- Invest in IMHA services in a sustainable way.
- Invest in adequate infrastructure costs (for example, to cover training, support and staff development).Include in contracts with mental health providers requirements for them to provide a supportive operating context for IMHA services.
Meeting diverse needs
5. Work with individuals and groups from marginalised communities to ensure that IMHA services are culturally sensitive and diverse.
Standard approaches to service delivery can limit the ability of IMHA services to respond to people’s needs in culturally sensitive ways. People from some communities may perceive IMHA services as discriminatory or unsafe, leading to their reluctance to engage.
The 2015 Mental Health Act Code of Practice says that local authorities should ensure that IMHAs understand equality issues and that there are sufficient IMHAs with a specialised understanding of the needs of particular groups.
This means commissioners should take the following into account when drawing up tenders, service specifications and contracts for IMHA provision:
- Ensure that IMHA services meet diverse local needs.
- Undertake equality impact assessments of IMHA service specifications.
- Encourage IMHA services to develop and maintain networks and positive working relationships with groups representing people from diverse communities.
- Invest in capacity building of community organisations that represent diverse communities so that they can deliver IMHA services.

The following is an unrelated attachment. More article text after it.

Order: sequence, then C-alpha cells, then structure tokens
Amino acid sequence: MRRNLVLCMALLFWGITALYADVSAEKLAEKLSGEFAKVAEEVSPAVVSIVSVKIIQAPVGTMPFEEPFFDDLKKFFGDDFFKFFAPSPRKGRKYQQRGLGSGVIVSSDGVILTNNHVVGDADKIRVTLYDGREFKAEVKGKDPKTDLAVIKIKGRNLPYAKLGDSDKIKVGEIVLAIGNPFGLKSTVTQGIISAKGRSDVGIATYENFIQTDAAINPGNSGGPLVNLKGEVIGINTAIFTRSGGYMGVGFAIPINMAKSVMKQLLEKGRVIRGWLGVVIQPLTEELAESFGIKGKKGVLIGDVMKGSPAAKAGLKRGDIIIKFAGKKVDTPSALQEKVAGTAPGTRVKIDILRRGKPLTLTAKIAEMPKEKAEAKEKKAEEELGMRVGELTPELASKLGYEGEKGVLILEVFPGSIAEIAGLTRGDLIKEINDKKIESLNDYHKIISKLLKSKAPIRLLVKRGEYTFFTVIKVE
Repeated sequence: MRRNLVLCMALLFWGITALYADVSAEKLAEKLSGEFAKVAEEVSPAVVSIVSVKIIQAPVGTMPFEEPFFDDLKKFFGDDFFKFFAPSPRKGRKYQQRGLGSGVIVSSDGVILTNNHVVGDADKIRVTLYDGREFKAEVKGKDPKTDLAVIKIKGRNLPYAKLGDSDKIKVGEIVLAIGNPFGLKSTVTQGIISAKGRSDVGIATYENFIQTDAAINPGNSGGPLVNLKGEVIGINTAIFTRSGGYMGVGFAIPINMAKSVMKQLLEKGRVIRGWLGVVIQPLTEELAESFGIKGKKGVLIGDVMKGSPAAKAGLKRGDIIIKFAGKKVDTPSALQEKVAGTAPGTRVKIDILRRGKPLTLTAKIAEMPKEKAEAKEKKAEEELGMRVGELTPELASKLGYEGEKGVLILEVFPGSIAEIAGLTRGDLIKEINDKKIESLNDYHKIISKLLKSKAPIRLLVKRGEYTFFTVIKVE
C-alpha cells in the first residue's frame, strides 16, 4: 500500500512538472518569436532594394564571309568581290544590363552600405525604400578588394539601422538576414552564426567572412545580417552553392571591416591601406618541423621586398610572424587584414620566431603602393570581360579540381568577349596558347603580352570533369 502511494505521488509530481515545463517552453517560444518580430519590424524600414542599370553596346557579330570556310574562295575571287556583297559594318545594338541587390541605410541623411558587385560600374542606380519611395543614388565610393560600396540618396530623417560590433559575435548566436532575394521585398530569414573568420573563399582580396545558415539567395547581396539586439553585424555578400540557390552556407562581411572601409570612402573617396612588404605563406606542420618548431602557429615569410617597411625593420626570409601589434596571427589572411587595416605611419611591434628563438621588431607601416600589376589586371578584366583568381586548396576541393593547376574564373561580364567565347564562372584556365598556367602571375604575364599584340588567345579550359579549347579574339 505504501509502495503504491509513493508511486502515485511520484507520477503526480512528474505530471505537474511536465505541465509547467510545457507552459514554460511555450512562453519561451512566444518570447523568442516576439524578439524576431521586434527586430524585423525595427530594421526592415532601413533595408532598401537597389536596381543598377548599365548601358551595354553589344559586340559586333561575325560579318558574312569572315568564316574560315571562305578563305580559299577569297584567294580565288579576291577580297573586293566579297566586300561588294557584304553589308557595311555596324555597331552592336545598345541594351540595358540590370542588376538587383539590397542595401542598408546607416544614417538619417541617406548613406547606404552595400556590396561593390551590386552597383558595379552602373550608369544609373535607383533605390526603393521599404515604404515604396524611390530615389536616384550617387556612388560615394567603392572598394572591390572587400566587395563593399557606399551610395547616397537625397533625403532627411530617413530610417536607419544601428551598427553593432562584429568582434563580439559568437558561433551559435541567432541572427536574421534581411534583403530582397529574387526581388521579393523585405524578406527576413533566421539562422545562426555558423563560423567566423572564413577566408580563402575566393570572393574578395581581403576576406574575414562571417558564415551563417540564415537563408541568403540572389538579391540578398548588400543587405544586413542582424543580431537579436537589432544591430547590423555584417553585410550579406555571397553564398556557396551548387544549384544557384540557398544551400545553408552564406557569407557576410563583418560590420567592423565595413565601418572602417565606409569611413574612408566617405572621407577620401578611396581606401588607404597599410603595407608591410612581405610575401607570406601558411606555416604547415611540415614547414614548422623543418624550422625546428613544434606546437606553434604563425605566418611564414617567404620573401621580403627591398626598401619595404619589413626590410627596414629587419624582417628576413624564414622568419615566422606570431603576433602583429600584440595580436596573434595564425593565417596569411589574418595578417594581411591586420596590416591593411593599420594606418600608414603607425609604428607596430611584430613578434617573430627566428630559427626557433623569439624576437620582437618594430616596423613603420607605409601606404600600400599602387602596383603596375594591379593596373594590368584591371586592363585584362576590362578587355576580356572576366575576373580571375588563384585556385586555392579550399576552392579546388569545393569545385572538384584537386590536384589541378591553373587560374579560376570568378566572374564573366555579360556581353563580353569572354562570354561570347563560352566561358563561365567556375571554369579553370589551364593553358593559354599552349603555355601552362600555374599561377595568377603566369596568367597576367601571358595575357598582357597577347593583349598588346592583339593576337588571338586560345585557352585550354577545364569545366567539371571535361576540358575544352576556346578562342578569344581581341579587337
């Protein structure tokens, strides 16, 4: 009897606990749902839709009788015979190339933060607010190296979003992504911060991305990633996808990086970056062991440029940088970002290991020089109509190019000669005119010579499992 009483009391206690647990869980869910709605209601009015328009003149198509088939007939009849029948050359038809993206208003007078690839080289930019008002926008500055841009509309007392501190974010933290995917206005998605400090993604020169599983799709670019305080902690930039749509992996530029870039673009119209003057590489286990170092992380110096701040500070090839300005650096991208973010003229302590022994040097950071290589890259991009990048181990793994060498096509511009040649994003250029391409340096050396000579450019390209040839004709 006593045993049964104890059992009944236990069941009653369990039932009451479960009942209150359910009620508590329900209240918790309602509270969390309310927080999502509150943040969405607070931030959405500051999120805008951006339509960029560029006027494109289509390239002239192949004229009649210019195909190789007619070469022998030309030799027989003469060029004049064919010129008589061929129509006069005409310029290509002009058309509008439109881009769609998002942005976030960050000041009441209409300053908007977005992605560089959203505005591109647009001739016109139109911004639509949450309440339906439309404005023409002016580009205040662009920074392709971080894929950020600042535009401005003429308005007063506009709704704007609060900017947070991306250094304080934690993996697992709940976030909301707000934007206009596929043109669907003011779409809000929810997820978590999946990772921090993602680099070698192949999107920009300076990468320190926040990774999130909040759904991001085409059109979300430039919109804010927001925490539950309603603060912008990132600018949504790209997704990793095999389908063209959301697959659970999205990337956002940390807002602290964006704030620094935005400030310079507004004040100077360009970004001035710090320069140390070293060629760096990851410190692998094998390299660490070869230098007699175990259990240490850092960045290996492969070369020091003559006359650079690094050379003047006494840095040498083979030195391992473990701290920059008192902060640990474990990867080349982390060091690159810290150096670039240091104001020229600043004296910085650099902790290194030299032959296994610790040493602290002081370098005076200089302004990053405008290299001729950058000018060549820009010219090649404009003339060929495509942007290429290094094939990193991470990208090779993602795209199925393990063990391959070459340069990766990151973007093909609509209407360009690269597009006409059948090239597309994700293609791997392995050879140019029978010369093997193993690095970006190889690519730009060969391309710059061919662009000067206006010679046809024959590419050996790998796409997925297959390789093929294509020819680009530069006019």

- Take account of the views and experience of community organisations with knowledge of the needs of people from underserved communities.
- Ensure that availability and access to IMHA is monitored across all equality groups on a regular basis.
- Analyse data about uptake to ensure that IMHA provision is non-discriminatory and meets the diverse needs of qualifying patients.
- Encourage IMHA services to employ specialist workers who can meet the needs of the local population.
- Ensure there is sufficient access to interpreters and training for IMHAs to work with interpreters.
- Expect IMHA services to provide access to equalities and diversity training for IMHAs.
Engaging with IMHA providers
6. Work with IMHA services to ensure that IMHA provision meets the needs of IMHA partners.
This means commissioners should:
- Hold provider events as part of the procurement process for IMHA.
- Encourage providers to think creatively about how to deliver IMHA services.
- Ask questions during the tender process that elucidate the ethos of potential IMHA providers.
- Hold regular contract meetings and maintain dialogue with IMHA providers.
- Regularly consult with IMHA providers and IMHA partners to hear their concerns.
IMHA and other forms of advocacy
7. Support a whole systems approach to advocacy, linking IMHA to other forms of advocacy to ensure continuity of support to IMHA partners.
IMHA and Independent Mental Capacity Advocate (IMCA) services are statutory forms of advocacy. The role of IMCA is to support and represent people deemed to lack capacity in important decisions about serious medical treatment and changes of residence as specified in the Mental Capacity Act 2005. People qualify for IMCA when there is no-one else suitable to support them. Some people who qualify for IMHA might also qualify for IMCA. In addition as a consequence of the Care Act 2014, from April 2015 there will be a new right to independent advocacy to support people who satisfy specific criteria with social care assessment, planning, safeguarding and appeals processes.